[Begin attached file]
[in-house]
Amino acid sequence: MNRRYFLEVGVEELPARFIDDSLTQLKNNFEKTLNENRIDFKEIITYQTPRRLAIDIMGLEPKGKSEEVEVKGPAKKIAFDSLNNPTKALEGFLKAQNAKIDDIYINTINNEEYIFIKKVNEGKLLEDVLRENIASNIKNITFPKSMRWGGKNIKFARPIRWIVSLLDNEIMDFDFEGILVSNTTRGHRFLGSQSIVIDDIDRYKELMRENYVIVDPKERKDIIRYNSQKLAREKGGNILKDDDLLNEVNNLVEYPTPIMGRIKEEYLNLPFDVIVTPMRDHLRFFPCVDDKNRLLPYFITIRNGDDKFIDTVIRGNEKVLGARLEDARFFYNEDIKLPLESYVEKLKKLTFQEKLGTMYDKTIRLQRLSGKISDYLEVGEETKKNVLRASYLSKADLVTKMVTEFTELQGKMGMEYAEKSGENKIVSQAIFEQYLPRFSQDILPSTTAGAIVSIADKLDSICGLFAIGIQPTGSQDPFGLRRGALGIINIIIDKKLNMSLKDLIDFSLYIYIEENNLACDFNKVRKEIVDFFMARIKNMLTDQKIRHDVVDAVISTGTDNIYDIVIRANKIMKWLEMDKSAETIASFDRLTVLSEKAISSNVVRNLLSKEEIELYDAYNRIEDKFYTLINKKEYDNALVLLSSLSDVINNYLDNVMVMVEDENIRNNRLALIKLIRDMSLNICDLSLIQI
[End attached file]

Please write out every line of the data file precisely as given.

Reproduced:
[in-house]
Amino acid sequence: MNRRYFLEVGVEELPARFIDDSLTQLKNNFEKTLNENRIDFKEIITYQTPRRLAIDIMGLEPKGKSEEVEVKGPAKKIAFDSLNNPTKALEGFLKAQNAKIDDIYINTINNEEYIFIKKVNEGKLLEDVLRENIASNIKNITFPKSMRWGGKNIKFARPIRWIVSLLDNEIMDFDFEGILVSNTTRGHRFLGSQSIVIDDIDRYKELMRENYVIVDPKERKDIIRYNSQKLAREKGGNILKDDDLLNEVNNLVEYPTPIMGRIKEEYLNLPFDVIVTPMRDHLRFFPCVDDKNRLLPYFITIRNGDDKFIDTVIRGNEKVLGARLEDARFFYNEDIKLPLESYVEKLKKLTFQEKLGTMYDKTIRLQRLSGKISDYLEVGEETKKNVLRASYLSKADLVTKMVTEFTELQGKMGMEYAEKSGENKIVSQAIFEQYLPRFSQDILPSTTAGAIVSIADKLDSICGLFAIGIQPTGSQDPFGLRRGALGIINIIIDKKLNMSLKDLIDFSLYIYIEENNLACDFNKVRKEIVDFFMARIKNMLTDQKIRHDVVDAVISTGTDNIYDIVIRANKIMKWLEMDKSAETIASFDRLTVLSEKAISSNVVRNLLSKEEIELYDAYNRIEDKFYTLINKKEYDNALVLLSSLSDVINNYLDNVMVMVEDENIRNNRLALIKLIRDMSLNICDLSLIQI